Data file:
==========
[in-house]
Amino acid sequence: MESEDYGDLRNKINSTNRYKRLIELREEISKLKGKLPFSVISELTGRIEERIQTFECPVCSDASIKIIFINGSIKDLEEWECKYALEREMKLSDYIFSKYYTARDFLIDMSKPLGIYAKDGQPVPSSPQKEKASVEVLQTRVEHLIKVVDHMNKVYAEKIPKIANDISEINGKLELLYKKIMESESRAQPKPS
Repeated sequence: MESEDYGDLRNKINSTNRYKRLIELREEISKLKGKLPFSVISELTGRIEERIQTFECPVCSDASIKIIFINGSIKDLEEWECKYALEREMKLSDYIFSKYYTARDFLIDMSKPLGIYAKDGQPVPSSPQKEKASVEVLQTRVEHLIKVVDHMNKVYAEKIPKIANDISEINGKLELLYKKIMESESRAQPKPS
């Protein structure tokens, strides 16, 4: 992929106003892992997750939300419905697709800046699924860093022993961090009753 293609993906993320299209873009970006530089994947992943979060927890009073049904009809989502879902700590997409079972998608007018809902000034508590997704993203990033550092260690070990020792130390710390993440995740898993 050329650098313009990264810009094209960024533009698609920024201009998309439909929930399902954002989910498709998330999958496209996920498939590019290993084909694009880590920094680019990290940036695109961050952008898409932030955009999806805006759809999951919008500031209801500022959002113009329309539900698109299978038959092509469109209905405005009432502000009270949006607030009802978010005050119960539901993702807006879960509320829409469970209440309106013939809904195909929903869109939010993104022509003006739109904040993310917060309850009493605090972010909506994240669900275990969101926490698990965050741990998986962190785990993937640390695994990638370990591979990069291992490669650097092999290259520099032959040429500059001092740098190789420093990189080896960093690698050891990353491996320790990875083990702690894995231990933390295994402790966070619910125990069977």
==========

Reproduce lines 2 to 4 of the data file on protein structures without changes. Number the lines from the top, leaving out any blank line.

Amino acid sequence: MESEDYGDLRNKINSTNRYKRLIELREEISKLKGKLPFSVISELTGRIEERIQTFECPVCSDASIKIIFINGSIKDLEEWECKYALEREMKLSDYIFSKYYTARDFLIDMSKPLGIYAKDGQPVPSSPQKEKASVEVLQTRVEHLIKVVDHMNKVYAEKIPKIANDISEINGKLELLYKKIMESESRAQPKPS
Repeated sequence: MESEDYGDLRNKINSTNRYKRLIELREEISKLKGKLPFSVISELTGRIEERIQTFECPVCSDASIKIIFINGSIKDLEEWECKYALEREMKLSDYIFSKYYTARDFLIDMSKPLGIYAKDGQPVPSSPQKEKASVEVLQTRVEHLIKVVDHMNKVYAEKIPKIANDISEINGKLELLYKKIMESESRAQPKPS
């Protein structure tokens, strides 16, 4: 992929106003892992997750939300419905697709800046699924860093022993961090009753 293609993906993320299209873009970006530089994947992943979060927890009073049904009809989502879902700590997409079972998608007018809902000034508590997704993203990033550092260690070990020792130390710390993440995740898993 050329650098313009990264810009094209960024533009698609920024201009998309439909929930399902954002989910498709998330999958496209996920498939590019290993084909694009880590920094680019990290940036695109961050952008898409932030955009999806805006759809999951919008500031209801500022959002113009329309539900698109299978038959092509469109209905405005009432502000009270949006607030009802978010005050119960539901993702807006879960509320829409469970209440309106013939809904195909929903869109939010993104022509003006739109904040993310917060309850009493605090972010909506994240669900275990969101926490698990965050741990998986962190785990993937640390695994990638370990591979990069291992490669650097092999290259520099032959040429500059001092740098190789420093990189080896960093690698050891990353491996320790990875083990702690894995231990933390295994402790966070619910125990069977």